02. + 03. "Moanin" (Ft. Killa Sin) / "Street Opera" (Ft. Hell Razah)
Both these songs appeared on the "One Step" CD-single and 12" and I have a strong feeling that if there were more room left on the album, both these songs would appear on it. They are both incredible and would fit right in; Killah Priest puts on a memorable performance and a rare verse by Killa Sin makes the song even more superior. 4th Disciple produced both of these joints and once again proves why he might be the most underrated producer out there.
04. "Wolf In Sheep's Clothing"
"Wolf In Sheep's Clothing" is a rather unknown joint that was released on a limited white label 12" with an atmospheric beat that might very well be another 4th banger with an addictive trumpet hook running throughout over the kicking hi-hats. Featured on the song are also Shanghai the Messenger who also provided sung vocals on "Atoms to Adam" and "Mystic City".
05. "Devil In Descize"
This originally appeared on a rare promo copy of 4th Disciple's debut album "Steel Valley Project Vol. 1". With it's somber grand piano, floating flute, cuts and Shanghai the Messenger heartfelt lyrics, it was one of the absolute stand-outs on 4th's EP. Killah Priest kicks his "usual" metaphors where he tells the story of how the most trusting person can turn out to be a devil in disguise.
06. "Life Is A Gamble"
After Wu-Tang Clan's epic multi-platinum selling "Wu-Tang Forever", the Clan and its affilliates like Killarmy, Sunz Of Man and LA The Darkman all embraced the high quality The "W" represented. On LA's classic '98 debut, 4th Disciple produced a banger titled "Fifth Disciple". But the sinister steet sonics of 4th's beat was originally in Killah Priest's possession as a demo song recorded for his debut undder the title "Life's A Gamble". It's very interesting to hear the contrast between Darkman and Priest's versions.
07. "Mind As A Weapon" (Ft. Hell Razah)
Hell Razah and Priest were both members of Sunz Of Man and there voices and lyrical themes has always gone together perfectly. "Mind As A Weapon" is a typical late '90s Sunz joint, produced by 4th Disciple, that remained unreleased for several years and when it finally surfaced the sound quality wished much to desire. Still, the production and both rapper's vocals and lyrical themes makes it a well worth listen.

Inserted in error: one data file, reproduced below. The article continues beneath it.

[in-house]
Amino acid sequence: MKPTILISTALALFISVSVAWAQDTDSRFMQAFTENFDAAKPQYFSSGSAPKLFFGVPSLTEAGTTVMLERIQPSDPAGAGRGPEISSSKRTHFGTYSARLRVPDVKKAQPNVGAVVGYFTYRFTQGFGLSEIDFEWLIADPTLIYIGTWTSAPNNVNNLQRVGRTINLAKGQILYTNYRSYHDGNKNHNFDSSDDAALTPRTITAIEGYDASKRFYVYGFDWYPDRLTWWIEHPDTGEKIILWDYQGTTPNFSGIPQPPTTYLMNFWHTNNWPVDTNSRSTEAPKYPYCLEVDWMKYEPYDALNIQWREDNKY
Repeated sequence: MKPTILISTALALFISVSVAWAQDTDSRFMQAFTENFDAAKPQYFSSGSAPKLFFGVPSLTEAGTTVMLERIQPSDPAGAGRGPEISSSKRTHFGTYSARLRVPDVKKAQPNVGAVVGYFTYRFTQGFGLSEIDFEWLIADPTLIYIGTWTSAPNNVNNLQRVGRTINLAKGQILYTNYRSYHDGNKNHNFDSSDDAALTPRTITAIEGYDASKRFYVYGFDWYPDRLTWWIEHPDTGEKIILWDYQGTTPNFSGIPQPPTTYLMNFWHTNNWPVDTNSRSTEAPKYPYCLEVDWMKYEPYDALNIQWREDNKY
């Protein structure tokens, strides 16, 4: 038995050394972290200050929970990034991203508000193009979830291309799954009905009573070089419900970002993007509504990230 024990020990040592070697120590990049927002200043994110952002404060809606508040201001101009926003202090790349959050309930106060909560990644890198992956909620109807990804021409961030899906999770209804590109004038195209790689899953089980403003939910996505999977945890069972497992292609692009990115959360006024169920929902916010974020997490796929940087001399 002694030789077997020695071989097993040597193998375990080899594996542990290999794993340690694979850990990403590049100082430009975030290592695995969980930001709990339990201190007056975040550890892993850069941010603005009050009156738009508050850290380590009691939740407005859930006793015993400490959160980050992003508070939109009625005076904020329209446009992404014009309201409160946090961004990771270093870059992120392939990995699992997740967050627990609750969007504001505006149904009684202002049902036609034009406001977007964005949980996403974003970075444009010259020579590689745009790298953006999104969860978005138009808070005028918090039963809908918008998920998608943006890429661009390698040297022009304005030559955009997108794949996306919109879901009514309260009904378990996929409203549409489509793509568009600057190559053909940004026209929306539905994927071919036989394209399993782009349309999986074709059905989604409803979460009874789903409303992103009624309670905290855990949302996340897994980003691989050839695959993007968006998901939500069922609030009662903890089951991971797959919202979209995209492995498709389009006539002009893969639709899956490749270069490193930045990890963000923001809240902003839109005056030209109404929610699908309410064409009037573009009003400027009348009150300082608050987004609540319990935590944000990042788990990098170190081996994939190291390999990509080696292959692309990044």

08. "Gallery (One Step)"
"Gallery" was the original demo version of "One Step", the opening track on"Heavy Mental". This version was originally recorded during a Sunz Of Man session which explains why Hell Razah also participated in the session (on the hook). Popa Wu also appears on this version and Tekitha's part is slightly alternative. Both the beat and verses have slight differences too.
09. "King & The Ceasar (B.I.B.L.E.)"
"B.I.B.L.E." of course appeared originally back in 1995 as a bonus track on The GZA's "Liquid Swords". It's maybe the #1 trademark Killah Priest song so it's nothing strange that he wanted to include it on his debut album as well. The one that ended up on "Heavy Mental" is basically identical to the GZA version but the demo, which I guess was initiated '96 or '97, features a different intro, a different hook and some slight changes to the beat.
10. "Crusaides" [Mix #2] (Ft. Tekitha)
The 4th Disciple produced "Crusaides" appeared on the album as a short bridge between "It's Over" and "Tai Chi" and with it's spacey atmosphere it worked really well. Originally "Crusaides" was a full song rather than an interlude, recorded and mixed in at least two different versions besides the one we hear on the LP. The original version ended up way too long and featured the entire Sunz Of Man and Rose Cartel and a total of 12 emcees according to Priest. This version has however never leaked but the mix featured here is an extended take on the album version, running for about four minutes with Priest and Tekitha exchanging prophetical words.